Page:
Serbians and Albanians brawl during the Euro 2016 Group I qualifying soccer match in Belgrade.Marko Djurica/Reuters

Tuesday night brought a brand-new tactic in the long tradition of European soccer hooliganism: drone-launched taunting. At about the 42-minute mark of a qualifying match for the 2016 European Championship in Belgrade, Serbia, a cheerfully lit unmanned aerial vehicle appeared in the sky over the pitch, where the Serbian and Albanian national soccer teams were facing off. The UAV dangled a flag of "Greater Albania":  

The offending flag in flight (Marko Djurica/Reuters)

The flag depicts the amalgamated lands inhabited by ethnic Albanians—including Kosovo, parts of Montenegro and Macedonia, and a few chunks of Serbia—as well as independent Albania's 1912 founder, Ismail Qemali (left), and Albanian nationalist Isa Boletini (right), who fought the Serbs and Ottomans prior to World War I. Serbian state television reports that the airborne smack-talk may have been launched by none other than the Albanian prime minister's brother, Olsi Rama, from his VIP box, though the Albanian interior minister has denied the charge.

Whoever held the remote, though, it was what one Serbian television announcer repeatedly called a provokacija in the midst of the Albanian team's first visit to Belgrade since 1967. In the intervening period, Serbian President Slobodan Milosevic attempted to drive Albanians from the then-Serbian province of Kosovo following the breakup of Yugoslavia; NATO launched 78 days' worth of airstrikes in 1999 to stop the ethnic cleansing of Kosovar Albanians; and Kosovo, in 2008, declared its independence. Independence has not brought reconciliation between Kosovo's Albanian majority and Serb minority.

Here's that flag again, with an accompanying soundtrack of shrieking spectators. The chant from Serbian fans, per The New York Times's translation, is "Kill! Kill! Kill!"

As the flag swept near the grass, it was forced to contend with Serbia's defense; defender Stefan Mitrovic snatched it from the air.

The best defense is a good offense. (Marko Djurica/Reuters).

That did not fly. Albanian players Andi Lila and Taulant Xhaka "immediately accosted" him, per The Guardian's play-by-play. In the videos below from Serbian TV and a spectator, via The New York Times, you can see the brawl start, then escalate.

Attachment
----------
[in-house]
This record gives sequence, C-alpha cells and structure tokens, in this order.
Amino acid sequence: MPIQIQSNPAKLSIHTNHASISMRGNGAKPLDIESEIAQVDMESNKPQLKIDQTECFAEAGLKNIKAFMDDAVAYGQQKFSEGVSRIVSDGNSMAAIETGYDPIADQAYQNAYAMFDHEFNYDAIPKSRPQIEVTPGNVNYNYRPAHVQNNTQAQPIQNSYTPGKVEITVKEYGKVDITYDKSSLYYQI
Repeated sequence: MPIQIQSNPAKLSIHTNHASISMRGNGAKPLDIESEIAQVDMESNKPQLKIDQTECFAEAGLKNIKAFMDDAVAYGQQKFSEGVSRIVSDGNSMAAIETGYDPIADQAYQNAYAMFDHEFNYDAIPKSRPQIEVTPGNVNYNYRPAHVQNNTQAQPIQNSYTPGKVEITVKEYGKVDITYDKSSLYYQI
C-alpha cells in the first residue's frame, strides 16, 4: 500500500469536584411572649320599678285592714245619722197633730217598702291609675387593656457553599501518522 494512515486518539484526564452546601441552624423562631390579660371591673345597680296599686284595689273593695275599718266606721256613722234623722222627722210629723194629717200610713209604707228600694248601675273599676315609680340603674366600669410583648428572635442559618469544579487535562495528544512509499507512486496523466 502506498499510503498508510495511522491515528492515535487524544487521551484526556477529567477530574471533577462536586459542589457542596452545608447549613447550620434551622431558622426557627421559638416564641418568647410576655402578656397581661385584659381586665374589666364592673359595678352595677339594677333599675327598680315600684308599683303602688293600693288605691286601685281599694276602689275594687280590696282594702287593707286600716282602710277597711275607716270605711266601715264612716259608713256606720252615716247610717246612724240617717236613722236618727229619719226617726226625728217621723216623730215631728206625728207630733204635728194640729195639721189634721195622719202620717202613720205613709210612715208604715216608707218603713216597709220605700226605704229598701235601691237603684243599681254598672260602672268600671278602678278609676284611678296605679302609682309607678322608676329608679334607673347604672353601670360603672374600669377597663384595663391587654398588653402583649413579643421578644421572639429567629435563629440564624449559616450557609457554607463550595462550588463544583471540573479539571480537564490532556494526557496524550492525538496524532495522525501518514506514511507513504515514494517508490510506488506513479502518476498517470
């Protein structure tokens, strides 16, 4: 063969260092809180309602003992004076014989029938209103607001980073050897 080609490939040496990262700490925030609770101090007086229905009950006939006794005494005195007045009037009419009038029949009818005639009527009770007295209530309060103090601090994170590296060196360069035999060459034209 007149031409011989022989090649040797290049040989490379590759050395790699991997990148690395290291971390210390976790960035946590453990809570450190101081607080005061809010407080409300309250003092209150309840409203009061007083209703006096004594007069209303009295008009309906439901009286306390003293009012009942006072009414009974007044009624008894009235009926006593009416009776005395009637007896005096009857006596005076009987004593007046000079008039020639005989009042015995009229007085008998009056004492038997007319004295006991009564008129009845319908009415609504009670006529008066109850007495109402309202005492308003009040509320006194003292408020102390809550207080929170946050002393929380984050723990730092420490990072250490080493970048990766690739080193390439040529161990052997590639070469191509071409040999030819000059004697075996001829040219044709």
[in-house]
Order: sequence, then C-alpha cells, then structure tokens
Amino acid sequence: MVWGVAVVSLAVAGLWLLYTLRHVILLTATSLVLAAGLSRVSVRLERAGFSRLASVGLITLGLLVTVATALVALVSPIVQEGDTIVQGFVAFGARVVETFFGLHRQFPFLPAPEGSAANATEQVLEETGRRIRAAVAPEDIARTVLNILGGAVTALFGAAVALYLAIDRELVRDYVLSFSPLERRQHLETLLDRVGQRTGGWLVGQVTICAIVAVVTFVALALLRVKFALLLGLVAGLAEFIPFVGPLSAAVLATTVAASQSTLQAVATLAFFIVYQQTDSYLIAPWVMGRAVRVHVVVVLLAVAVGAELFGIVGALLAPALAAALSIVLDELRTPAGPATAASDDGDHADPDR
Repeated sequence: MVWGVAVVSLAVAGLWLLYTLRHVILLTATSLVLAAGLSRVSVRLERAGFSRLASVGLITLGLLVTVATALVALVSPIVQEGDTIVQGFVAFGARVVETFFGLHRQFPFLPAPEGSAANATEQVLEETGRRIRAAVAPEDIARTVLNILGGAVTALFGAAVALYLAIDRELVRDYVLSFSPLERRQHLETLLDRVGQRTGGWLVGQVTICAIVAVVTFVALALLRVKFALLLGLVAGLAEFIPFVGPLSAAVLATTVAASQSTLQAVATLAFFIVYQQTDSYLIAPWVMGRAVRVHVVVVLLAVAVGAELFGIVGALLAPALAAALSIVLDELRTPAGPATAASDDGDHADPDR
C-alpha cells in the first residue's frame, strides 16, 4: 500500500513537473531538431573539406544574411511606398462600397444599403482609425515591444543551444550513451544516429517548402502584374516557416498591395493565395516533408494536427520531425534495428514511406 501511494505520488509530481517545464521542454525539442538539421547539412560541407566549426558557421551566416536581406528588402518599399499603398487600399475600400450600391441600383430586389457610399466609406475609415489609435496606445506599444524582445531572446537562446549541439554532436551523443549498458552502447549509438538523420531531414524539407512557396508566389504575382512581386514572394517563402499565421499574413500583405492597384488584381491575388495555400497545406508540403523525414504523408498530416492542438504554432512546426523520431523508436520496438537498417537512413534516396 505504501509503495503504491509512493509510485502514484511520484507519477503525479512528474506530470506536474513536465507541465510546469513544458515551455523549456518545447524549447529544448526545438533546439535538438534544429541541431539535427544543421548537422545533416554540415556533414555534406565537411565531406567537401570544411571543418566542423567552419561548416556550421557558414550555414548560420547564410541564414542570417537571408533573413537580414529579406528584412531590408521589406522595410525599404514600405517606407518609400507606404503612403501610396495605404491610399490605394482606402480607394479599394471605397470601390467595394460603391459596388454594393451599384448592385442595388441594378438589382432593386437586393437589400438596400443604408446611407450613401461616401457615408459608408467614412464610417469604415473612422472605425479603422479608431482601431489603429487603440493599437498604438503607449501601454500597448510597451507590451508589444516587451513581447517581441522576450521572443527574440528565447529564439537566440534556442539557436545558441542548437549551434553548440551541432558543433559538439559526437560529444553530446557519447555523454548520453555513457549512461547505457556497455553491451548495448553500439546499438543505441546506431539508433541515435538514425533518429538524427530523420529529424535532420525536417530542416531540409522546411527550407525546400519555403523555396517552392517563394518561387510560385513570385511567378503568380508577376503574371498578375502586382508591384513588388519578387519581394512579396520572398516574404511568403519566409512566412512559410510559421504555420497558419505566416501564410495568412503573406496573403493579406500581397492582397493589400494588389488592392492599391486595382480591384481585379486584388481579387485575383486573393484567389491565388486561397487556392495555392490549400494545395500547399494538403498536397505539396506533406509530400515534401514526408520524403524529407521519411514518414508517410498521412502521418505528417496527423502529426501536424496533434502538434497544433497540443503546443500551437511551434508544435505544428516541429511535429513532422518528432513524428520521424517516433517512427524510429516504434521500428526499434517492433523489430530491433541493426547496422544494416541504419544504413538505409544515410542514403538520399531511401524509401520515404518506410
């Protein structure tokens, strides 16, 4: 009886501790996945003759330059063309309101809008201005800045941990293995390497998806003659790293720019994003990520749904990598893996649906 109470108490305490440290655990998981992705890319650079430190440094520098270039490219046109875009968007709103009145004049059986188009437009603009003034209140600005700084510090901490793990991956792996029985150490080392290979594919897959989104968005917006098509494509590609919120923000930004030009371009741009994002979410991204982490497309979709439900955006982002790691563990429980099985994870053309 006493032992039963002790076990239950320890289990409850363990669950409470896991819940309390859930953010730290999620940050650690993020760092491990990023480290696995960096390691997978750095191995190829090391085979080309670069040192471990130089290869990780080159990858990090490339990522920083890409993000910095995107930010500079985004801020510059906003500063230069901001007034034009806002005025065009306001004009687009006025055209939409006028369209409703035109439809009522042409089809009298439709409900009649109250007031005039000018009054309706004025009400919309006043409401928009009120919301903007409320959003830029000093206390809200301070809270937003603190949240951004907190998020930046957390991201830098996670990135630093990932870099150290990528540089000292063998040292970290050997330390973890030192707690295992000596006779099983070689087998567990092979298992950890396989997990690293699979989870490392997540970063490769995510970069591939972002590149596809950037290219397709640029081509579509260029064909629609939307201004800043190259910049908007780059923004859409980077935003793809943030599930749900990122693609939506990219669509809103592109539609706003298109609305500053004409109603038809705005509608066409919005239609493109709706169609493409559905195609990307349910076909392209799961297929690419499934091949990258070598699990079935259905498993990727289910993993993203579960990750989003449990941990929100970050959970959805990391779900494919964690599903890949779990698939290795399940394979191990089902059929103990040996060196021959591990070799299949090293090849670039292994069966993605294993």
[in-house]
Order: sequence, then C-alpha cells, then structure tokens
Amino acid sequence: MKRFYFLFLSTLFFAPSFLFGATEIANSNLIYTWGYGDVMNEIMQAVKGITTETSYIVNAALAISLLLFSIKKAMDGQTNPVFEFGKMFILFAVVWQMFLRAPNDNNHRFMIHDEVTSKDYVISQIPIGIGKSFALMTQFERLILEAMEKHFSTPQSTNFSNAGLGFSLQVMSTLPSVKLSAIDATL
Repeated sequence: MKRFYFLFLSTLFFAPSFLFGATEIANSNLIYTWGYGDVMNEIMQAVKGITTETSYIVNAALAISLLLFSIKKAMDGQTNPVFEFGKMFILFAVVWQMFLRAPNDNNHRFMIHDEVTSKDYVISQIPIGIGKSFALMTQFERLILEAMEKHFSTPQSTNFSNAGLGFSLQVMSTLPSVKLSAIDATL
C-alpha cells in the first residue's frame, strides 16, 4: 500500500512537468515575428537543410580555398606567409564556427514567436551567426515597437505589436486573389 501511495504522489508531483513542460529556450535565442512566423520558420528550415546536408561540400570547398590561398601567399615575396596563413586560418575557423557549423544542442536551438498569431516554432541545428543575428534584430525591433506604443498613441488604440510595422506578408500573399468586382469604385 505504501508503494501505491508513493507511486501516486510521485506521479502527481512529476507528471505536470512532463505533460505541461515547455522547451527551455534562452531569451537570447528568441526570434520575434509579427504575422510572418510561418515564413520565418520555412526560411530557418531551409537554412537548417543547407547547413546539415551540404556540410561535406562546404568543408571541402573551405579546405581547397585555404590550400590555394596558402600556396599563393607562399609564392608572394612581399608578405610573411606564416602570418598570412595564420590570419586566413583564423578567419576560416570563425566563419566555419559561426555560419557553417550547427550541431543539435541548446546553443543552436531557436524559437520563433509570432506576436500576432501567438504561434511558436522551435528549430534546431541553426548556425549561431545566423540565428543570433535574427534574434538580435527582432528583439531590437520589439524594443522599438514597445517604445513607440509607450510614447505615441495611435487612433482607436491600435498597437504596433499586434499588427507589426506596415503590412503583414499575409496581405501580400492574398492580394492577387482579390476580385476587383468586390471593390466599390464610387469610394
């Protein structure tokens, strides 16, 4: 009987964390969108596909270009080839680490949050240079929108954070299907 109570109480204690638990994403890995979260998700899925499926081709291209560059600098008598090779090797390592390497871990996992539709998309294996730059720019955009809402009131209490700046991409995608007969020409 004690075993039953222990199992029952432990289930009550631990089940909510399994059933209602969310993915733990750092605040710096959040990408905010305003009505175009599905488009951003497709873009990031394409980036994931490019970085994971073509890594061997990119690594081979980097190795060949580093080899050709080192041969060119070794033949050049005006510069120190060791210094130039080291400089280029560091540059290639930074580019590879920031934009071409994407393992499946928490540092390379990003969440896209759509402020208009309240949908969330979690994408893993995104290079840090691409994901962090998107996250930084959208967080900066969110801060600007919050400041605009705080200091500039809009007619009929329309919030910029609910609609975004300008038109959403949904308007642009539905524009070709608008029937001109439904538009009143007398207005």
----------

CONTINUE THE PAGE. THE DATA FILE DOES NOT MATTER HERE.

The riot soon turns ugly as fans charge the field and chairs start flying. Ultimately, (starting around 1:45) the Albanian players flee the field in a hail of thrown objects as an exasperated duck mascot (3:00) removes his bird head. (It's not clear if he kept it on the whole time.) It was game over before halftime.

Given the profound tensions between the two countries, The Washington Post's Marissa Payne raises a good question: "Why did [the Union of European Football Associations (UEFA)], the governing soccer body that oversees the tournament, let the blind draw that led to that particular match stand in the first place?" She pointed out that Tuesday wasn't the first time the tournament had thrust together former combatants for a "friendly" match: In 2008, Azerbaijan and Armenia—who continue to fight over the disputed territory of Nagorno-Karabakh—opted to forfeit rather than play each other; perhaps out of a surfeit of caution, UEFA prevented a Spain-Gibraltar match over sensitivities surrounding their centuries-old border dispute.

Meanwhile, Albania's team has returned from Belgrade to a hero's welcome.

Soccer fans in Tirana's main square following the abandoned Serbia-Albania game (Arben Celi/Reuters)
More fans (Arben Celi/Reuters)

As for the score when the game was called off? It was zero to zero.

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